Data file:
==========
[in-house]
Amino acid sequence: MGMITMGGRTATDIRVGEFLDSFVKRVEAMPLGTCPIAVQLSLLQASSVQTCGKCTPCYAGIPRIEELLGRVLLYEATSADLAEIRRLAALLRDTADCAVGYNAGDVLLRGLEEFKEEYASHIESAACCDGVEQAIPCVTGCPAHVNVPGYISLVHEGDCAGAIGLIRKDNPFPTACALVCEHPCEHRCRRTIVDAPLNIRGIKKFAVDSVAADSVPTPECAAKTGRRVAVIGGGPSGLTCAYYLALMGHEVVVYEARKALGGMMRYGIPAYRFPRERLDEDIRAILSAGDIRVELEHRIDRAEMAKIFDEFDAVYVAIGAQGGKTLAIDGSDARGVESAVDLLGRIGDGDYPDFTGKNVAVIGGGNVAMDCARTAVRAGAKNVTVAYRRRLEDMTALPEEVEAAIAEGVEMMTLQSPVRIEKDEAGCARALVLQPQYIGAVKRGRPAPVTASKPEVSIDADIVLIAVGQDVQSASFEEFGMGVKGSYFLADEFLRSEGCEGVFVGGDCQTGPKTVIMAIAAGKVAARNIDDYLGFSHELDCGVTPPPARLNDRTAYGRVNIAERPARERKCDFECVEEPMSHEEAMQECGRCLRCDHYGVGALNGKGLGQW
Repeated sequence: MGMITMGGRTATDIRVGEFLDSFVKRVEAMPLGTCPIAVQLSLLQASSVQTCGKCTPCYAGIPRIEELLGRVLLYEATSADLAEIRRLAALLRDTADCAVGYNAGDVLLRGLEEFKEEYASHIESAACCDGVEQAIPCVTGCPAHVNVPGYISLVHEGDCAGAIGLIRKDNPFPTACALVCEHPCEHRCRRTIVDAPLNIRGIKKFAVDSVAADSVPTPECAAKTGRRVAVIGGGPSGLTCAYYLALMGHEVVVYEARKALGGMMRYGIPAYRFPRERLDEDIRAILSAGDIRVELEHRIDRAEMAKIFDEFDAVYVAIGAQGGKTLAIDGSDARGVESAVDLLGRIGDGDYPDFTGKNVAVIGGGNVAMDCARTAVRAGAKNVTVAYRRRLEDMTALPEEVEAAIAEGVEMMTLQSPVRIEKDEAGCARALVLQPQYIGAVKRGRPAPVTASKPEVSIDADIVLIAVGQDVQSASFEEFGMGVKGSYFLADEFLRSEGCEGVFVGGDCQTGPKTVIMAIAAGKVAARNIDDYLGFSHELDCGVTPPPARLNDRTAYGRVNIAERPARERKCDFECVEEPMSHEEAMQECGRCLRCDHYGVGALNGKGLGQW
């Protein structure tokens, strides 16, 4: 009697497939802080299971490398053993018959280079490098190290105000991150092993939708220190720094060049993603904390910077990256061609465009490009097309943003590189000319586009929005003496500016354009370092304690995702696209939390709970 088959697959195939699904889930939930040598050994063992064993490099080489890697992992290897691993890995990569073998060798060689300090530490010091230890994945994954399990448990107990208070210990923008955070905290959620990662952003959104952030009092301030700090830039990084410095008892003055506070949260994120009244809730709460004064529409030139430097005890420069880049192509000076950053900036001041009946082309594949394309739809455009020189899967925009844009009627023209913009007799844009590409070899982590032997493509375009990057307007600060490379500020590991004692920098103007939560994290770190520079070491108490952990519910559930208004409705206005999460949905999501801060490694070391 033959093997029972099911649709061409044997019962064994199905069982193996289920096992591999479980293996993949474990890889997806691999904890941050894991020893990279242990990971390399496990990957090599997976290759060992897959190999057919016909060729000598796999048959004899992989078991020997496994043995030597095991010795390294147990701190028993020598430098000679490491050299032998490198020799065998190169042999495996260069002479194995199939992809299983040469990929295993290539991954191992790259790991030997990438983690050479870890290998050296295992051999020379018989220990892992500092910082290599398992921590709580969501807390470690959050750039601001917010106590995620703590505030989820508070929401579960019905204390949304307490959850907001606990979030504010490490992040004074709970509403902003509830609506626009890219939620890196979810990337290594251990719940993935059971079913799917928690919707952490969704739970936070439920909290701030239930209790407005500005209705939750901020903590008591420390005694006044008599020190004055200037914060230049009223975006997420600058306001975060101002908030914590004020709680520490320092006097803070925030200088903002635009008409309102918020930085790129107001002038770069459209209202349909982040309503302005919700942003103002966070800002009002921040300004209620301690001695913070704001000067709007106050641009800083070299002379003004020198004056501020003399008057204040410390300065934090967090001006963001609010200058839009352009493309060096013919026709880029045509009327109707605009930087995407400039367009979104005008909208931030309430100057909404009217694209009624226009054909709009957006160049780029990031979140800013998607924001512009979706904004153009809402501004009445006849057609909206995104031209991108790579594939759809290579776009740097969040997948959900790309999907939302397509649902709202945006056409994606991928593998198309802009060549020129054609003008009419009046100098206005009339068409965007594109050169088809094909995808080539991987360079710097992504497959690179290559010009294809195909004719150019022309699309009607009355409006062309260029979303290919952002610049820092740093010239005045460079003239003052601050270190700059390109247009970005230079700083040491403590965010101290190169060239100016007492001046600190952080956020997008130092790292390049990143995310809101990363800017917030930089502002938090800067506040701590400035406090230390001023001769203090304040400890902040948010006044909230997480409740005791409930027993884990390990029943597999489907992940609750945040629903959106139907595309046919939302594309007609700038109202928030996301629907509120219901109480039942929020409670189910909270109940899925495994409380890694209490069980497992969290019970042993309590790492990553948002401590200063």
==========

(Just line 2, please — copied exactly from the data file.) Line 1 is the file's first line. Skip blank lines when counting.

Amino acid sequence: MGMITMGGRTATDIRVGEFLDSFVKRVEAMPLGTCPIAVQLSLLQASSVQTCGKCTPCYAGIPRIEELLGRVLLYEATSADLAEIRRLAALLRDTADCAVGYNAGDVLLRGLEEFKEEYASHIESAACCDGVEQAIPCVTGCPAHVNVPGYISLVHEGDCAGAIGLIRKDNPFPTACALVCEHPCEHRCRRTIVDAPLNIRGIKKFAVDSVAADSVPTPECAAKTGRRVAVIGGGPSGLTCAYYLALMGHEVVVYEARKALGGMMRYGIPAYRFPRERLDEDIRAILSAGDIRVELEHRIDRAEMAKIFDEFDAVYVAIGAQGGKTLAIDGSDARGVESAVDLLGRIGDGDYPDFTGKNVAVIGGGNVAMDCARTAVRAGAKNVTVAYRRRLEDMTALPEEVEAAIAEGVEMMTLQSPVRIEKDEAGCARALVLQPQYIGAVKRGRPAPVTASKPEVSIDADIVLIAVGQDVQSASFEEFGMGVKGSYFLADEFLRSEGCEGVFVGGDCQTGPKTVIMAIAAGKVAARNIDDYLGFSHELDCGVTPPPARLNDRTAYGRVNIAERPARERKCDFECVEEPMSHEEAMQECGRCLRCDHYGVGALNGKGLGQW